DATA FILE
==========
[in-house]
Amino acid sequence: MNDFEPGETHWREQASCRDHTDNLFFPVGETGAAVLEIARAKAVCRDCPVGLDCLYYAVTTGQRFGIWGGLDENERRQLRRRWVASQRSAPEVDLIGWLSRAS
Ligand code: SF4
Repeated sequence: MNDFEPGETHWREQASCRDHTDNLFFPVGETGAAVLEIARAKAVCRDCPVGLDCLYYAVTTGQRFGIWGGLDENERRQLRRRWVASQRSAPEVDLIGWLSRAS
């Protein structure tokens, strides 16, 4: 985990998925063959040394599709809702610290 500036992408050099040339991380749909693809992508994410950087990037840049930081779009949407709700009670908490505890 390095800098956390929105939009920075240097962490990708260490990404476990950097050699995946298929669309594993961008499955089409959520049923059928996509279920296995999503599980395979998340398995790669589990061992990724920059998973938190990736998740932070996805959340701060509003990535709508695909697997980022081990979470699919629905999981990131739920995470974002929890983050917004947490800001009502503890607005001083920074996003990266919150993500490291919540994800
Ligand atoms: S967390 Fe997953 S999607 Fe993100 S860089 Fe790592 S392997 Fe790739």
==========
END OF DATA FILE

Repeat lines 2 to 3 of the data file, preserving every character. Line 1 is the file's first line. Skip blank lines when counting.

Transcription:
Amino acid sequence: MNDFEPGETHWREQASCRDHTDNLFFPVGETGAAVLEIARAKAVCRDCPVGLDCLYYAVTTGQRFGIWGGLDENERRQLRRRWVASQRSAPEVDLIGWLSRAS
Ligand code: SF4